He adds that the DSP brand is extremely strong and is able to attract good talent. This is evident in the many professionals who have applied to work with the organisation. "People like to highlight only exits from fund management teams but not entries. Why? In the last 18 months, seven people have joined our fixed income team, making it one of the largest in the industry."
DSP Blackrock's recent NFOs have been 'zara hatke' from the industry. So, what was the logic behind the Nifty50 Equal Weight Fund?
Kalpen says that the idea was born because there are many Nifty 50 ETFs in the market, and DSP BR was keen not to launch a me-too product.
"Globally, equal-weight strategies allow more winners to contribute to the returns and allow new entrants to a benchmark to gain a meaningful weight. In the Nifty 50, for instance, the top two stocks have a 16 per cent weight. This takes away weight from eight stocks at the tail end of the index. We found that in the long term, an equal-weight strategy has delivered 0 to 3 percent excess returns over the market-cap-weighted Nifty 50. Over the last 18 years, the plain-vanilla Nifty 50 has done well in six years, both have delivered equal returns in one year, but in 11 out of 18 years, the equal-weight Nifty has outperformed."
Before I can interject, he says that the fund will underperform in a trending market and admits that this is what has happened in the initial period since launch. He expects a reversion to mean.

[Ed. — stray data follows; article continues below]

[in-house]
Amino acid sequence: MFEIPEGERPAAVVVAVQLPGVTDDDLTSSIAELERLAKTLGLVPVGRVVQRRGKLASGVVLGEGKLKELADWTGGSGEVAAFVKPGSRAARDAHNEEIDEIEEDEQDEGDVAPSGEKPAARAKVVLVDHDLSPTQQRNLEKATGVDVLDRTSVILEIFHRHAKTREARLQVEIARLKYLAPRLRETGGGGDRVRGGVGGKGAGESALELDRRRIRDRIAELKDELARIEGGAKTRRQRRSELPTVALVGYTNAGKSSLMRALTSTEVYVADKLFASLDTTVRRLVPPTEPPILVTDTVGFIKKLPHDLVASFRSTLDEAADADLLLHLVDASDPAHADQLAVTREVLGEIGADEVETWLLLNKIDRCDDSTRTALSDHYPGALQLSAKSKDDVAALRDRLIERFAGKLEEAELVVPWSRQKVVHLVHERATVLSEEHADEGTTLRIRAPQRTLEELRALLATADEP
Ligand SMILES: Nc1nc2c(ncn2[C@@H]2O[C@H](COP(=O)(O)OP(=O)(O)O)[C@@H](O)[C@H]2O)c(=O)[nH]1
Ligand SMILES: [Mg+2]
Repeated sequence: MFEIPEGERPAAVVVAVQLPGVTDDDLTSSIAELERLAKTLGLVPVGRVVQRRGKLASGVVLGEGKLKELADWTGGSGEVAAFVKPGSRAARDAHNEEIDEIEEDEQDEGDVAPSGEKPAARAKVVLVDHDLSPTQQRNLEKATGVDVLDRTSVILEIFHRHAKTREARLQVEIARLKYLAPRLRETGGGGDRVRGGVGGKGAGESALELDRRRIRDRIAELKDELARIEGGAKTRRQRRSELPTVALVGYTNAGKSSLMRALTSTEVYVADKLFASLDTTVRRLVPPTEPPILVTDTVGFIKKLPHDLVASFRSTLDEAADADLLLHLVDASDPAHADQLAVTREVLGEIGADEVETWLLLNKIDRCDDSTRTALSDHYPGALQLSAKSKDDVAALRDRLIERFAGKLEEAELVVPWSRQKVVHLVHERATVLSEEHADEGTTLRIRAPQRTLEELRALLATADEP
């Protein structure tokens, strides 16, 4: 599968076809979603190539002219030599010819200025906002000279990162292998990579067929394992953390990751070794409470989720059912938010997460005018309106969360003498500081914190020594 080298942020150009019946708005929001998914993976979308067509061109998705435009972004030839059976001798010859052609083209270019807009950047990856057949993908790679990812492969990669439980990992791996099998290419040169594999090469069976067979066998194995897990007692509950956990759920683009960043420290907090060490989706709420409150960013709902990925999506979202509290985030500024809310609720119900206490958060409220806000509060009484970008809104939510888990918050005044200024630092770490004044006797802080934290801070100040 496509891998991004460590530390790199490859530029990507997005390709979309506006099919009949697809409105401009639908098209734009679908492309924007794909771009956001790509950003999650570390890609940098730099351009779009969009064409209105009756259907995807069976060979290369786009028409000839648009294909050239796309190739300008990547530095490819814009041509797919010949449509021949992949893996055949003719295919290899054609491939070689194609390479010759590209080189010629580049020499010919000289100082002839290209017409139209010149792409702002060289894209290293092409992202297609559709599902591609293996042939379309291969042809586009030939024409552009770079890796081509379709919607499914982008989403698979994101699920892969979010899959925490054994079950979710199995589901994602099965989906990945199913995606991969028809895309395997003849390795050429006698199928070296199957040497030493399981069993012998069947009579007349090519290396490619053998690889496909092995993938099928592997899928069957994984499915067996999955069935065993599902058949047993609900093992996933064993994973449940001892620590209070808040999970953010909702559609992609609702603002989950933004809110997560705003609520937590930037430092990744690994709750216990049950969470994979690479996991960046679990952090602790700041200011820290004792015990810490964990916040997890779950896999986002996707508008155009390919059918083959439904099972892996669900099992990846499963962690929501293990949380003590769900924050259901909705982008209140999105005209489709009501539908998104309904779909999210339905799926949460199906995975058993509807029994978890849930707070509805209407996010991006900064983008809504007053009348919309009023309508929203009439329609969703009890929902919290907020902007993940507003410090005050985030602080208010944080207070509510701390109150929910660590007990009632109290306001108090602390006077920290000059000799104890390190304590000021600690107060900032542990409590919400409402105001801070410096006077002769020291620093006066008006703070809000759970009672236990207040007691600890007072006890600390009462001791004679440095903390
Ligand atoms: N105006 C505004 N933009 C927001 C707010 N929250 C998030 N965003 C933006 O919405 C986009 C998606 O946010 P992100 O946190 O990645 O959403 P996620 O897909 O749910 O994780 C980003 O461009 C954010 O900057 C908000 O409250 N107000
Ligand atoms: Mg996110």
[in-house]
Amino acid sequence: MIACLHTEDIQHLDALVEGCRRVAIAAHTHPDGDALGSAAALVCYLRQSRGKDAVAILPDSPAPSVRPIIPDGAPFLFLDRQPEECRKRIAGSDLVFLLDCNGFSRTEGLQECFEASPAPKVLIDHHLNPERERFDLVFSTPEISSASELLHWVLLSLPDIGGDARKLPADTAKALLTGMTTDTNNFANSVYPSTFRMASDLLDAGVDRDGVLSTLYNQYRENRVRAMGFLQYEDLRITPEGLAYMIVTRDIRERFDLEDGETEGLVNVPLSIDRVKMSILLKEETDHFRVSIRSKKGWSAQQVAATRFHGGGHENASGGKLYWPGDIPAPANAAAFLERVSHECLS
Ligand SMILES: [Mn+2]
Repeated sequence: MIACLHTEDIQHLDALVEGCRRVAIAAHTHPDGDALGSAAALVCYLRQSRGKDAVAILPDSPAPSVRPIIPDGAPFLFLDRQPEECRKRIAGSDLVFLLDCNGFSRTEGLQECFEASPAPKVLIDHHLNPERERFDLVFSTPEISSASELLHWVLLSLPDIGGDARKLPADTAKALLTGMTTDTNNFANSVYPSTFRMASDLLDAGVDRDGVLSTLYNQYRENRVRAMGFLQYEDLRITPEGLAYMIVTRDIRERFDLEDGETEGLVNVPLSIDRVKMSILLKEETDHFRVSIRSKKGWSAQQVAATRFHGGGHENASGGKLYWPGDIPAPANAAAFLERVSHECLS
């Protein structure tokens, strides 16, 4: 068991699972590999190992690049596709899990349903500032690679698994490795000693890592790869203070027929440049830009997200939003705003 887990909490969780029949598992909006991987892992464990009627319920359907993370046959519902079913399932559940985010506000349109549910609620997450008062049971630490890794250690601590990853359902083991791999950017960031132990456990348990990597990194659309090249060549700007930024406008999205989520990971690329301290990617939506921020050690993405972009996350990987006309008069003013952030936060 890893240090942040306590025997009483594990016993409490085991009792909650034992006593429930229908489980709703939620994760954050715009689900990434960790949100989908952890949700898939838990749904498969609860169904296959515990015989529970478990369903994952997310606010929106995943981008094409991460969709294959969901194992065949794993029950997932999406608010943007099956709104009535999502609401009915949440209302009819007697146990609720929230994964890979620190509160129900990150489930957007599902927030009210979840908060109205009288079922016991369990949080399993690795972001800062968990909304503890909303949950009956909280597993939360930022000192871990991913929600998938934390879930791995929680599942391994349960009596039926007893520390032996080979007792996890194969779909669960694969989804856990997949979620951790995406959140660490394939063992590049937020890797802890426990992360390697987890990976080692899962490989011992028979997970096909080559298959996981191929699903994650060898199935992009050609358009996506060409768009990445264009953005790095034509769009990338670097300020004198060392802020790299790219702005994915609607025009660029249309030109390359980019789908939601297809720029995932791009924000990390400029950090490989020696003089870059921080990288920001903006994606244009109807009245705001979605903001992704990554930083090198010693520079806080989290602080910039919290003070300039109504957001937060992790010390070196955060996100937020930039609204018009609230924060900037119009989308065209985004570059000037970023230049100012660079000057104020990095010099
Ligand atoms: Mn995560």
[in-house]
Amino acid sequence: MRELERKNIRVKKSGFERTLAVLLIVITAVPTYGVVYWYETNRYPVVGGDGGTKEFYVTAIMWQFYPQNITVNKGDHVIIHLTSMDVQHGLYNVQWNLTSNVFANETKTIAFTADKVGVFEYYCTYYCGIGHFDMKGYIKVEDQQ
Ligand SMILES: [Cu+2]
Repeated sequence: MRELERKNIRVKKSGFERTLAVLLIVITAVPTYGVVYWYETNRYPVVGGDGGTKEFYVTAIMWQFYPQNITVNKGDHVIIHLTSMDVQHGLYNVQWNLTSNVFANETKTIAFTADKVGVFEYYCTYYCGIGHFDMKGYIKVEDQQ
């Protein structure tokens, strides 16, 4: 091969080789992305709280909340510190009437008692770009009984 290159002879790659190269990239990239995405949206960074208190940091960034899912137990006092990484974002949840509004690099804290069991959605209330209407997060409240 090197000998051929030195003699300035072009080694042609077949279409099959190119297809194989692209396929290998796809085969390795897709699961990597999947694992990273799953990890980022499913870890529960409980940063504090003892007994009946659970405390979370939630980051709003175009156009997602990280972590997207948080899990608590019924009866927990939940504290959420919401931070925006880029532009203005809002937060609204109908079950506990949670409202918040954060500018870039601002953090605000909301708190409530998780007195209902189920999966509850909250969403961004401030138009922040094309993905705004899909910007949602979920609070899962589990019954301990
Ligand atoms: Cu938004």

What about the closed-end DSP BR ACE Fund? "The ACE Fund replicates our model portfolio. The model portfolio, usually with 55 stocks, captures the best ideas of our analysts. Fund managers used to cherry-pick from it. The unique attribute of ACE Fund is that it doesn't take active sector weights relative to its benchmark; it only takes active calls on stocks. ACE is an attempt to showcase our investment process very transparently."
I ask about why the fund had a put option built in. After all, it reduces participation in a bull market. "When we launched the fund, we felt market valuations were high and the India VIX was at an all-time low. A low VIX allows you to buy protection at very low cost - think of it as a very cheap term cover for your portfolio. We could buy downside protection for the fund at a very low 1.7 per cent annual cost, at a time when there was high probability of volatility ahead. When past volatility is at an all-time low, that's when you should expect it to soar."